Humoral Response in Hemodialysis Patients Stronger With mRNA-1273

Antibody responses at six to seven and 12 weeks after the second dose stronger with mRNA-1273 versus BNT162b2

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WEDNESDAY, Feb. 16, 2022 (HealthDay News) -- For patients undergoing hemodialysis, the severe acute respiratory syndrome coronavirus 2 (SARS-CoV-2) mRNA-1273 vaccine elicits a stronger humoral response than the BNT162b2 vaccine, according to a study published online Feb. 3 in CMAJ, the journal of the Canadian Medical Association.

Kevin Yau, M.D., from the Sunnybrook Health Sciences Centre in Toronto, and colleagues compared the serologic response after vaccination with BNT162b2 and mRNA-1273 (129 and 95 patients, respectively) in patients undergoing maintenance hemodialysis. SARS-CoV-2 immunoglobulin G antibodies to the spike protein (anti-spike), receptor binding domain (anti-RBD), and nucleocapsid protein (anti-NP) were measured at six to seven and 12 weeks after the second vaccine dose and were compared to the median convalescent serum antibody levels from 211 controls with previous SARS-CoV-2 infection.

The researchers found that 73 percent of patients who received BNT162b2 and 95 percent who received mRNA-1273 attained convalescent levels of anti-spike antibody at six to seven weeks after two-dose vaccination. Also, 50 and 79 percent of those who received BNT162b2 and mRNA-1273, respectively, reached the convalescent level for anti-RBD. Anti-spike and anti-RBD levels were significantly lower in patients who received BNT162b2 than in those who received mRNA-1273 at 12 weeks after the second dose. For anti-spike, 57.4 percent who received BNT162b2 versus 96 percent who received mRNA-1273 maintained the convalescent level; for anti-RBD, the corresponding proportions were 38.5 and 63 percent.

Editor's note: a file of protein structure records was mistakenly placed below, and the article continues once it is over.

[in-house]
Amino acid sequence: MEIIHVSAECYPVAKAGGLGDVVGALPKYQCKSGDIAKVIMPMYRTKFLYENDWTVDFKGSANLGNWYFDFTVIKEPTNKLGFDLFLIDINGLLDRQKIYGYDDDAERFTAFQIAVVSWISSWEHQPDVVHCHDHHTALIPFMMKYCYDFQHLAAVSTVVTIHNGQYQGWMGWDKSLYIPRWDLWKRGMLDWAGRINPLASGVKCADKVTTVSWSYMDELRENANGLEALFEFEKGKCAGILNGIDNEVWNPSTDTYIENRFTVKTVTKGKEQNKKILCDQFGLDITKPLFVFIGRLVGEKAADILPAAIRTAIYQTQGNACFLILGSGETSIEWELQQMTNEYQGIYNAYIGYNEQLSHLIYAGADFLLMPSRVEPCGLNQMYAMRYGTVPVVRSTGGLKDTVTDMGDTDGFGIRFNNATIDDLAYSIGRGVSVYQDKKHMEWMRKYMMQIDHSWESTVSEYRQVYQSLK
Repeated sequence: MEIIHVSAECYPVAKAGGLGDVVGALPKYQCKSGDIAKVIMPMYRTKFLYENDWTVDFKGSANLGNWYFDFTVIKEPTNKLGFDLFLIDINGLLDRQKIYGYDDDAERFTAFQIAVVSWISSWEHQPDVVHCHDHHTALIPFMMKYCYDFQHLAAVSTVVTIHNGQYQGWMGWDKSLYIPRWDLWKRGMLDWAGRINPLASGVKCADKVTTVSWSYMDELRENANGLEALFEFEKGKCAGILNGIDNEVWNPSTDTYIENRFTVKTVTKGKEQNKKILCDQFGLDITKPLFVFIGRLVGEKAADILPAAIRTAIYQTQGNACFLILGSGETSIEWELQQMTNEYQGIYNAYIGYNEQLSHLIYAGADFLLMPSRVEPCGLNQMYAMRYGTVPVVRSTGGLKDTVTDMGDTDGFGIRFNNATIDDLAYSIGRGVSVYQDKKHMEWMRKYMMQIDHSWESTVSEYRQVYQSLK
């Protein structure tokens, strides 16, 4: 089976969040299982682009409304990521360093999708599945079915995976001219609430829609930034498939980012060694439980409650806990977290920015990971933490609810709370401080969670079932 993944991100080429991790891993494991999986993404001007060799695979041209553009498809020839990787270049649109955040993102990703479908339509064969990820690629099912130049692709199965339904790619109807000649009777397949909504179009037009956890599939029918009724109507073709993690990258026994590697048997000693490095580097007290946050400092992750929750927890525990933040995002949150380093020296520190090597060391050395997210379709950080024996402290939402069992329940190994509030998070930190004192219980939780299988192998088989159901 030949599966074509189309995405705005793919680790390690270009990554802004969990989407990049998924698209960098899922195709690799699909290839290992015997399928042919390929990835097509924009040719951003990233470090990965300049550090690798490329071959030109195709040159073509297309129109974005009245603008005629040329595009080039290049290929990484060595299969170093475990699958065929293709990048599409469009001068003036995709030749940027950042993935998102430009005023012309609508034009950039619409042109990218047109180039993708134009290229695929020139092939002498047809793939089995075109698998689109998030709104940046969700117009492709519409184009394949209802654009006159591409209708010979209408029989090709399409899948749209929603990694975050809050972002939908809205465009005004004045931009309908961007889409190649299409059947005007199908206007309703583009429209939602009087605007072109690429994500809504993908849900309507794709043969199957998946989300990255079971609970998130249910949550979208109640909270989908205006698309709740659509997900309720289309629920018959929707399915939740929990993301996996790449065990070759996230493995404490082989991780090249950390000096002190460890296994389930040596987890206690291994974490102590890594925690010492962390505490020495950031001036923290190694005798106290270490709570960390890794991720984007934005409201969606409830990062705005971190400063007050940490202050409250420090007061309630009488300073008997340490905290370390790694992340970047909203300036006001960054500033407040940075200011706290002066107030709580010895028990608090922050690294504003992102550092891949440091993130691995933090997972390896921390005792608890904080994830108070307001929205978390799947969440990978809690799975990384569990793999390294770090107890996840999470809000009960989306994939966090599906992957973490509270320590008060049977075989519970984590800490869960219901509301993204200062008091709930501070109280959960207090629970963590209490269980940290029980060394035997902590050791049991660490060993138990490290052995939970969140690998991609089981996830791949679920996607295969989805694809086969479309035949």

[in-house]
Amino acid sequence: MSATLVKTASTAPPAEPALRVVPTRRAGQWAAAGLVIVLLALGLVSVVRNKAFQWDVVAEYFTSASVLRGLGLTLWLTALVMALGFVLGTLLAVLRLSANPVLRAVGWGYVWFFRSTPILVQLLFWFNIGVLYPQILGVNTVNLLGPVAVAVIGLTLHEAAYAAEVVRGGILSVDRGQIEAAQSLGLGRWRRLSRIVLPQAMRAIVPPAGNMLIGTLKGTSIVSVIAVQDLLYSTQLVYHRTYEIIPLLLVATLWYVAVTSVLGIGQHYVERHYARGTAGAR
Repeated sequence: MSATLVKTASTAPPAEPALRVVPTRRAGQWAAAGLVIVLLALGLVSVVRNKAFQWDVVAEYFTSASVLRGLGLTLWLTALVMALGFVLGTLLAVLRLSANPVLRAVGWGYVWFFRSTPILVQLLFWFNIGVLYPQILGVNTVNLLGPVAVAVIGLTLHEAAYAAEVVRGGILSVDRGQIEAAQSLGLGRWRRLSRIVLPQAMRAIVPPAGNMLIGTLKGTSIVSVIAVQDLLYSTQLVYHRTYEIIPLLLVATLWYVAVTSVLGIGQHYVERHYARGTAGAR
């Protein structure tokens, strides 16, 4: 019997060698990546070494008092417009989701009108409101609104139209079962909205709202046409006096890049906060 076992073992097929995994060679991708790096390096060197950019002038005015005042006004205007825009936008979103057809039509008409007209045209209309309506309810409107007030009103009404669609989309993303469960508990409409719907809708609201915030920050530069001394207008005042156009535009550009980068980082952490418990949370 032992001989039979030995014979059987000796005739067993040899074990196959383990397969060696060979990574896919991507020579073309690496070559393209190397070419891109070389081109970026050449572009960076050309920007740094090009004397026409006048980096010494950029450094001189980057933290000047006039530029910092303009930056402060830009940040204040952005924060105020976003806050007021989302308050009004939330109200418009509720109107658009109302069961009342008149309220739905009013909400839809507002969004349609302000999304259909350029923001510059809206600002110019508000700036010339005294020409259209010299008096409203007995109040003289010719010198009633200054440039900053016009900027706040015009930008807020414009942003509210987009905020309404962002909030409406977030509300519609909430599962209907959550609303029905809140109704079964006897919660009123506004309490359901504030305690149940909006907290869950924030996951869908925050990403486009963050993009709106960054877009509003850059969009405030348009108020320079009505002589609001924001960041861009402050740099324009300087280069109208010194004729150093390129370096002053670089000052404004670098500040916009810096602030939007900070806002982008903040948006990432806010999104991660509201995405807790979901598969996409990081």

"The decline in SARS-CoV-2 antibodies at 12 weeks after vaccination in those who received BNT162b2 is concerning because levels of anti-spike and anti-RBD generally correlate with levels of neutralizing antibody, which have been inferred to provide protection against symptomatic SARS-CoV-2 infection," a coauthor said in a statement.

Several authors disclosed financial ties to the pharmaceutical and health care industries.

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Physician’s Briefing Staff

Physician’s Briefing Staff

Updated on February 18, 2022

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